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For some reason my book distinguishes the two names.

If a set is an orthogonal set, doesn't that make it immediately a basis for some subspace $W$ since all the vectors in the orthogonal set are linearly independent anyways? So why do we have two different words for the same thing?

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In the text from which I'm teaching this quarter (I think the author is Lay), an orthogonal set is allowed to contain the zero vector, which obviously precludes the set from being a basis for anything. An orthogonal set consisting of non-zero vectors is an orthogonal basis for its span, I agree. – Dylan Moreland Feb 22 '12 at 22:43
Are orthogonal sets always defined as subsets of some fixed vector space $V$? Because then the word "basis" would imply (at least to me) that they are a basis for $V$, not just for some subspace. – Matthew Pressland Feb 22 '12 at 22:45
@Dylan, yeah that's the book I am using! – mim Feb 22 '12 at 22:46
Can you please quote your book's definition of "orthogonal set"? – Rahul Feb 22 '12 at 23:21
A set of vectors $\left {u_1,...,u_p} \right .$ in $\mathbb{R}^n$ is said to be orthogonal set if each pair of distinct vectors from the set is orthogonal, that is, if $u_i \cdot u_j = 0$ whenever i is not equal to j – mim Feb 23 '12 at 0:06
up vote 5 down vote accepted

When you say orthogonal basis you mean that the set is a basis for the whole given space. Every orthogonal set is a basis for some subset of the space, but not necessarily for the whole space.

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How could that be? Could you give me an example? I can't visualize how that is possible – mim Feb 22 '12 at 22:51
Take your favorite orthogonal basis for your favorite vector space. Now, throw away one of the vectors in the basis. What's left is still a set of orthogonal vectors, but it's no longer a basis for your vector space. But maybe your definition of orthogonal set has more to it than just "set of orthogonal vectors"? – Gerry Myerson Feb 22 '12 at 23:15
Actually, one vector is an orthogonal set. – Thomas Andrews Feb 22 '12 at 23:38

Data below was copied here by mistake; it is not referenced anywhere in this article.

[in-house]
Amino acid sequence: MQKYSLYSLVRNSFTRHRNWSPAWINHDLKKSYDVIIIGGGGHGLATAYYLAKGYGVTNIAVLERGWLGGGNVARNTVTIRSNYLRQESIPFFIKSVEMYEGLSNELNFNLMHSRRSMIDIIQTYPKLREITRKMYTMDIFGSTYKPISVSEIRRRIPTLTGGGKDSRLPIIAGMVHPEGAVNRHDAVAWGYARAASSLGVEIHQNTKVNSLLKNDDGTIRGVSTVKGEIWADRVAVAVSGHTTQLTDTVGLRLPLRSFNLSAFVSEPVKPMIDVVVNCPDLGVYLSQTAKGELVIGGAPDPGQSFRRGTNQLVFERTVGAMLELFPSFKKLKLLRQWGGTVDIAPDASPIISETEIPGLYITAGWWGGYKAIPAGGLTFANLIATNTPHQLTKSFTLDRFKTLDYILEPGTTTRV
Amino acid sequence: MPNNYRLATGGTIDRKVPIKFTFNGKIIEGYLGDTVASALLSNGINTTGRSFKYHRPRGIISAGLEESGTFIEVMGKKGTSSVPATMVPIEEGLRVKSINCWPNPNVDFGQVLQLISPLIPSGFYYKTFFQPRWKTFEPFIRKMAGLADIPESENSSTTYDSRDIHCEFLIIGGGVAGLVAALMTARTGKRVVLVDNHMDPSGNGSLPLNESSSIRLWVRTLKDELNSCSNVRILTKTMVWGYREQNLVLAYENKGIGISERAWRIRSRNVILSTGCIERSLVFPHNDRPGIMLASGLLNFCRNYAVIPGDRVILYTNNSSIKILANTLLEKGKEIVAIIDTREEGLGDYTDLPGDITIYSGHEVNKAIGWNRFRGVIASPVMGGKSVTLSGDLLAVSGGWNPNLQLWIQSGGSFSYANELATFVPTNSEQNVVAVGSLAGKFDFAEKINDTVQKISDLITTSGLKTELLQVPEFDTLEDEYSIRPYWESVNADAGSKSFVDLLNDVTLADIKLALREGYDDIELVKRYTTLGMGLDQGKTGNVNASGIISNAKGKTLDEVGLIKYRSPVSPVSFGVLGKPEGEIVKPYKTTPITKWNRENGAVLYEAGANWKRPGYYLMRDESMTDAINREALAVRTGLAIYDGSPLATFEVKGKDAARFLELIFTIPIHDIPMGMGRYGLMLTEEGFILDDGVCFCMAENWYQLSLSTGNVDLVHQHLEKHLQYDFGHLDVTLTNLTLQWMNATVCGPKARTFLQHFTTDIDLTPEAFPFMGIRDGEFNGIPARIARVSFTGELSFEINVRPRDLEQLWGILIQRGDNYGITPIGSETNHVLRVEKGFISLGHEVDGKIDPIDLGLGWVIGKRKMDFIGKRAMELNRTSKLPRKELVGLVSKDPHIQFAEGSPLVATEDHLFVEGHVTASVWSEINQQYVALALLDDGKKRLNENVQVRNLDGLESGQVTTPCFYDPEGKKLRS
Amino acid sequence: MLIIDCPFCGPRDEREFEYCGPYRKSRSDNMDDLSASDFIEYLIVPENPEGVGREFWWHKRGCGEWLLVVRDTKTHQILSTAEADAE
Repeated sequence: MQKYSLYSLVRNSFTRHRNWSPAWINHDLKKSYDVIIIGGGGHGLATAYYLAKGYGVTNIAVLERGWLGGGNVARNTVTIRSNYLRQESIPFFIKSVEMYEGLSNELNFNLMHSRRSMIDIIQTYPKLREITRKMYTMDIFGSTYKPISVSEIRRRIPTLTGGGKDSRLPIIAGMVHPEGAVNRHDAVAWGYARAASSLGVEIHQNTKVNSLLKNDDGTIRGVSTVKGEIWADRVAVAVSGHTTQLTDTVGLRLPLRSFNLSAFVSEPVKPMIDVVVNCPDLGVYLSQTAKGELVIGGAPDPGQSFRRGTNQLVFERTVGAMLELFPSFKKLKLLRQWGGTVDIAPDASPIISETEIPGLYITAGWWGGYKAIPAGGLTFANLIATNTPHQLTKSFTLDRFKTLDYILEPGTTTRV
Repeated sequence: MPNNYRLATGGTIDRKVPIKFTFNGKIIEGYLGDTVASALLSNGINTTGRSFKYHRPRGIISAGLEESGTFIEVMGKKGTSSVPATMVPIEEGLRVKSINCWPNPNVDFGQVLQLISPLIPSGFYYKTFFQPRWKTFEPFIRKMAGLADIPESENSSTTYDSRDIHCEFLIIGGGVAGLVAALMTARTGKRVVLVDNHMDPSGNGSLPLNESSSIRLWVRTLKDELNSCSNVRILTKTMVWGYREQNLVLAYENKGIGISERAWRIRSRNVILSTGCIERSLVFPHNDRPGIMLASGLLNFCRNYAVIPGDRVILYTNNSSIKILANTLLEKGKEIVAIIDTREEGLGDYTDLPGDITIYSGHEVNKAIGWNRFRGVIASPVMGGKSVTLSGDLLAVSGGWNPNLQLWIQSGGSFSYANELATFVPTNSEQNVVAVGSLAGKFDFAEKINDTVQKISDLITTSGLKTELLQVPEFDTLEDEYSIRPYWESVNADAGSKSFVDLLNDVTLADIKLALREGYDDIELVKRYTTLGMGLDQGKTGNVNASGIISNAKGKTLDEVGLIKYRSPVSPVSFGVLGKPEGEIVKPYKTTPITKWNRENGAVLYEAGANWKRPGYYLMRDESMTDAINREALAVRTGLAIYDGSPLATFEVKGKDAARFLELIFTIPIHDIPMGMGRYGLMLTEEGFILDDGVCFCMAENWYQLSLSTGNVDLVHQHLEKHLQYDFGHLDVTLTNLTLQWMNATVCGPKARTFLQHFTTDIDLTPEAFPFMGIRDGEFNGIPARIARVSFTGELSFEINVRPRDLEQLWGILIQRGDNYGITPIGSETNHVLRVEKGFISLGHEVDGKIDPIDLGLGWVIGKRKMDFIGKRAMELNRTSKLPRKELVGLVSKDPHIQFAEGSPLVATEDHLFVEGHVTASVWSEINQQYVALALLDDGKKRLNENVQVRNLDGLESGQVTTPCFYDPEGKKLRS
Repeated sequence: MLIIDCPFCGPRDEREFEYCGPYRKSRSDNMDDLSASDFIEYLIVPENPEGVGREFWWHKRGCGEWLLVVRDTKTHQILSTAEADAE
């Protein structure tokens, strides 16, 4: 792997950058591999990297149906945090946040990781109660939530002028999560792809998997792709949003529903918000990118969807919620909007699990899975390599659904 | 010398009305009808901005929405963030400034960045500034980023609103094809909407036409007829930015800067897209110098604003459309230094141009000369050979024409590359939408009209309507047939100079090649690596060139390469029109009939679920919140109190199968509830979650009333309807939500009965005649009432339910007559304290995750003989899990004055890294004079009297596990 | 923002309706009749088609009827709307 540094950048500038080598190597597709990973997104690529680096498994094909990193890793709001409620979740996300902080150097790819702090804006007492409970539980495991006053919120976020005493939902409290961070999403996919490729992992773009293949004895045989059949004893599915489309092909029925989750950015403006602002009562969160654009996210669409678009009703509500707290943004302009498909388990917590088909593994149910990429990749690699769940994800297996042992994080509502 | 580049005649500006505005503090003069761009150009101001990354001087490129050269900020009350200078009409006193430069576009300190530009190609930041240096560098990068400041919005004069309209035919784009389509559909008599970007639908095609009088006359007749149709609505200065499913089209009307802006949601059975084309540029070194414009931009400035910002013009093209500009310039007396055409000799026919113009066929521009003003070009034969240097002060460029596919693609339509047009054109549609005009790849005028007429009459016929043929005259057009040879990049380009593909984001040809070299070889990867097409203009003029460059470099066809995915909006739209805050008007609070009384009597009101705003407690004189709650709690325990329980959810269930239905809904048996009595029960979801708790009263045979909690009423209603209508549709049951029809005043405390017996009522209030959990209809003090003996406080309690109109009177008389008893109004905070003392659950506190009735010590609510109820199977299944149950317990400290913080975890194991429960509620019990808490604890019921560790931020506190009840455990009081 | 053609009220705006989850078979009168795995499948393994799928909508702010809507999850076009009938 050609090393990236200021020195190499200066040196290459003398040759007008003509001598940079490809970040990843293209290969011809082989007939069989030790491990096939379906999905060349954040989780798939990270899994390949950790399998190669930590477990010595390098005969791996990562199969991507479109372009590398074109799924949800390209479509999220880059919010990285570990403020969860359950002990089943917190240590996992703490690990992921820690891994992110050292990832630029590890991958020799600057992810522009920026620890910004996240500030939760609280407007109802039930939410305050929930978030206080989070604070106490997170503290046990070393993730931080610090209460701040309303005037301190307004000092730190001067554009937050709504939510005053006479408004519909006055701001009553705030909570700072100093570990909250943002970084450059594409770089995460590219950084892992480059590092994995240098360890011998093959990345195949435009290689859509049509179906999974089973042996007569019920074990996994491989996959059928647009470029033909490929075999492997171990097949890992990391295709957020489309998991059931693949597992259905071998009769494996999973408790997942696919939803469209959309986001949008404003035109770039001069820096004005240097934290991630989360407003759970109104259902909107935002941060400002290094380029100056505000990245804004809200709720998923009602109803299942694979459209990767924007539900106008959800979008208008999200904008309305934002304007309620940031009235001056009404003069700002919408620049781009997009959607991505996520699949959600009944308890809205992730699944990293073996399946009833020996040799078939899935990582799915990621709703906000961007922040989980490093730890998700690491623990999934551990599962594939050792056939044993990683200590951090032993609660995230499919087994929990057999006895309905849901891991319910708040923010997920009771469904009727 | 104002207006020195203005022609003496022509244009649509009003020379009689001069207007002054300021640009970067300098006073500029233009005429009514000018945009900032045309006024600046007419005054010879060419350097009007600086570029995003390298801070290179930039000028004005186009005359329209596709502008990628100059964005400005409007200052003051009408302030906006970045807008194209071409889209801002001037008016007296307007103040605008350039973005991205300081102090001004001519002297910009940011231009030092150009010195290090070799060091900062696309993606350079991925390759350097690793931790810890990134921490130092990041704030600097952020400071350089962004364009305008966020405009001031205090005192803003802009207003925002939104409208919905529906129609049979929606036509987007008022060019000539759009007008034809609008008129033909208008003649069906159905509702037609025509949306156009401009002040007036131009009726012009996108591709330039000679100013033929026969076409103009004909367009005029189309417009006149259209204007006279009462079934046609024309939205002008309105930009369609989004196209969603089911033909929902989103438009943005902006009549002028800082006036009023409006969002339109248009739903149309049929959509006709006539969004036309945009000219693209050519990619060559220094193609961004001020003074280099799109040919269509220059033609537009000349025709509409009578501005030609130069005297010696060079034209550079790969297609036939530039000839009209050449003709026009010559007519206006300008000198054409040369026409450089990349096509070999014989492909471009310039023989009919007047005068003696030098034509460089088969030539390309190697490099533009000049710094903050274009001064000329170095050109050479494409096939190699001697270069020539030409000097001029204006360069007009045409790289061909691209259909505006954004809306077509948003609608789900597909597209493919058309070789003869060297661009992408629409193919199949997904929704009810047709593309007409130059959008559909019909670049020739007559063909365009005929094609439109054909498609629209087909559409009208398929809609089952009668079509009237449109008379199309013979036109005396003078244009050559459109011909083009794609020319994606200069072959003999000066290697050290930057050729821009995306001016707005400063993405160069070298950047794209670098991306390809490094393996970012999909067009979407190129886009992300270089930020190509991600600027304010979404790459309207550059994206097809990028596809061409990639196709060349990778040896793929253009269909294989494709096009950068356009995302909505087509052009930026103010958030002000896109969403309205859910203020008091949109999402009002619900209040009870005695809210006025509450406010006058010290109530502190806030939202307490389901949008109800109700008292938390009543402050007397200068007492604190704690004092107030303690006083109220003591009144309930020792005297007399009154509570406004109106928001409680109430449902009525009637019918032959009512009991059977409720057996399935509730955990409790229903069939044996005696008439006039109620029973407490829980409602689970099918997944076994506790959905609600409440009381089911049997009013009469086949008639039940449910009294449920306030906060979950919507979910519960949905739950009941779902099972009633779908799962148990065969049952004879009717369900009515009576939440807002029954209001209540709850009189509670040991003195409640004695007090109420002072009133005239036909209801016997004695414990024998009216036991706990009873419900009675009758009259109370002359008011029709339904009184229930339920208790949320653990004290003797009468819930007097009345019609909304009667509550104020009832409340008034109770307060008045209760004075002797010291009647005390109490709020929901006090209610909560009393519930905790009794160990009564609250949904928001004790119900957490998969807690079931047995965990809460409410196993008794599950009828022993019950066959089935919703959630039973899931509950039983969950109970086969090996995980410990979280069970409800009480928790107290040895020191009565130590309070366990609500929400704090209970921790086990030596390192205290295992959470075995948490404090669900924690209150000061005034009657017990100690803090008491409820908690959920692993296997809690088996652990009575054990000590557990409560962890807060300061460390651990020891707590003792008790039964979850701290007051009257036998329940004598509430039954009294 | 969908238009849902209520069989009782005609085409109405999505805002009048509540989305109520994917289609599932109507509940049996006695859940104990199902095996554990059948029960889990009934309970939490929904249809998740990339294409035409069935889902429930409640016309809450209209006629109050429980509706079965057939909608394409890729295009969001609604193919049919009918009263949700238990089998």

$\{(1,0,0) , (0,1,0)\}$ is an orthogonal set of vectors in $\mathbb{R}^3$, but it is not an orthogonal basis of $\mathbb{R}^3$. – JeffE Feb 22 '12 at 23:49
If you have an orthogonal set in ${\bf R}^n$, then it's not a basis for ${\bf R}^n$ if it has fewer than $n$ members, and it's not a basis for ${\bf R}^n$ if it contains the zero vector, and it is a basis for ${\bf R}^n$ if it has $n$ members and doesn't contain the zero vector. – Gerry Myerson Feb 23 '12 at 11:35

The reason for the different terms is the same as the reason for the different terms "linearly independent set" and "basis".

Every linearly independent set is a basis for the subspace it spans. But when working in a larger space "basis" means "maximal linearly independent set" (not just spanning a subspace but spanning the whole thing).

An orthogonal set (without the zero vector) is automatically linearly independent. So we have "orthogonal sets" and then maximal ones are "orthogonal bases".

Note: In the end we're essentially just tacking on the adjective "orthogonal". We don't keep the words "linearly independent" in "orthogonal linearly independent set" because they're redundant.

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  1. These two concepts are totally different.
  2. For "orthogonal set"$M$, we only have Bessel's inequality.
  3. But, if $M$ is orthogonal basis, then we get the Parseval's theorem. The key point is the completeness of this set M in your space. For example, in finite dimensional space $\mathcal{R}^3$, $\{i,j\}$ is an orthnormal set, but not an orthonormal basis. A common orthonormal basis is $\{i,j,k\}$.
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